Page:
Tag Archives: Diane Setterfield

The Thirteenth Tale

The thirteenth taleby Diane Setterfield

When is ghost story not a ghost story? When it’s written by Diane Setterfiled of course! 

The Thirteenth Tale has all the elements of a creepy ghost story – unaccounted sounds, shadowy figures, family secrets and a mysterious death – but it is not a ghost story in the traditional sense. Diane Setterfield’s wonderful debut is a tale of love and self-discovery set against the backdrop of dark secrets.

It is actually two stories. First we have Margaret Lea, a budding biographer more at home with books than people. When she is invited to write the life story of famous writer Vida Winter, at first she is reluctant, but is soon drawn inexplicably to this mysterious woman. As Vida begins to tell her tale, Margaret is drawn into the story, not just of her new employer, but also of the secretive Marsh family and their chilling past.

Uncovering the truth behind the former residents of Angelfield House, Margaret also begins to face her own past and her own fears. She tells Vida that she has no story of her own, but that is not true and when her researches lead her to visit Angelfield House itself, she begins to open herself up to her own loss.

The Thirteenth Tale is well written, well-paced and revealing book. I was drawn into the stories of these two families from the very first page. The style is easy but at the same time relentless. As the secrets begin to unravel I became more and more gripped by the interweaving of the two stories.

And just when I thought I had it all figured out, events take an unexpected turn and I found myself even more intrigued as the story raced to its unexpected, yet inevitable conclusion.

Diane Setterfield is a great mystery writer. Her second book “Bellman & Black” (which I read previously) is another great example of her ability to drawn the reader into a chilling world of the unknown.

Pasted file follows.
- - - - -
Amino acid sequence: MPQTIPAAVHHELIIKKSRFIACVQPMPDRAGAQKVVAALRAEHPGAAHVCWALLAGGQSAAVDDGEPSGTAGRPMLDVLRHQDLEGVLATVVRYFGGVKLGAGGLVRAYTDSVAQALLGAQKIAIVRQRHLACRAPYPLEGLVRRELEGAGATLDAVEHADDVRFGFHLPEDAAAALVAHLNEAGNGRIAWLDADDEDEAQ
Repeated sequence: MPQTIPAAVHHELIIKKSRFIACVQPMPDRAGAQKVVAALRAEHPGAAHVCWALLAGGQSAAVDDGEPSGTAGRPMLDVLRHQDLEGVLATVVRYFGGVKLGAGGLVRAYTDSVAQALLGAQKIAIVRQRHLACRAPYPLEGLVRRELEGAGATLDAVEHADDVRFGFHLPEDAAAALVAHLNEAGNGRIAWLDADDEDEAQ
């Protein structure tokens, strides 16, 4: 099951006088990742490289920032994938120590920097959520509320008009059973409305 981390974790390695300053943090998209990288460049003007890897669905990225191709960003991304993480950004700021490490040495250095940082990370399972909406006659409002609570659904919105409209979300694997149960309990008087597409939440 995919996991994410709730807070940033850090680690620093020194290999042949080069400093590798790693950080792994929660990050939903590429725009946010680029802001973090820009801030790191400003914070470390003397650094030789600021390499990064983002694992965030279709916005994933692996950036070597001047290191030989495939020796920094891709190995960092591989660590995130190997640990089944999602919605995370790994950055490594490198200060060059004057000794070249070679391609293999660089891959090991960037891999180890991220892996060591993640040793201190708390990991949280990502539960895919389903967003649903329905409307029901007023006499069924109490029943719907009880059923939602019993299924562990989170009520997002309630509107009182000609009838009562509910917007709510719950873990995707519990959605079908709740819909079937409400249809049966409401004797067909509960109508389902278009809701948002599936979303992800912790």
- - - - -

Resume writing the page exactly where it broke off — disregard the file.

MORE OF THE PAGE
The BBC have produced a drama based on the book which I really must see. 

Bellman & Black

by Diane Setterfield

Bellman and Black“Bellman & Black” is a dark tale of tragedy, success, mystery and rooks. It follows the life of William Bellman, starting with his killing of a rook as a ten-year-old. A seemingly insignificant event that comes to have greater meaning as he gets older.

In his late teens young William is taken under the wing of his uncle Paul who gives him a job at the family textiles mill. Everything goes well, with William quickly becoming an integral and increasingly important part of the Bellman empire. But tragedy is never very far away, and a series of tragic and, in some cases, unexplained deaths conspire to leave William running the family business.

Just when he feels secure, with the mill more successful than ever and his wife and children content in their lives, the ultimate tragedy brings William to despair. It is then that a chance meeting with a stranger sets William on a new course, giving him something to funnel his energies into.

But what has all this got to do with the rooks?

“Bellman & Black” is an unusual book. It is not a ghost story, although it does have some of the dark mystery that you would associate with the genre. It is compelling, well written and full of surprises. I must say I was a little disappointed with the way it ended as I felt there was something more that could have been told about William’s later years, but this does not alter the fact that I found it a riveting read, one I could not put down and enjoyed to the very last page. 

A really intriguing and entertaining book.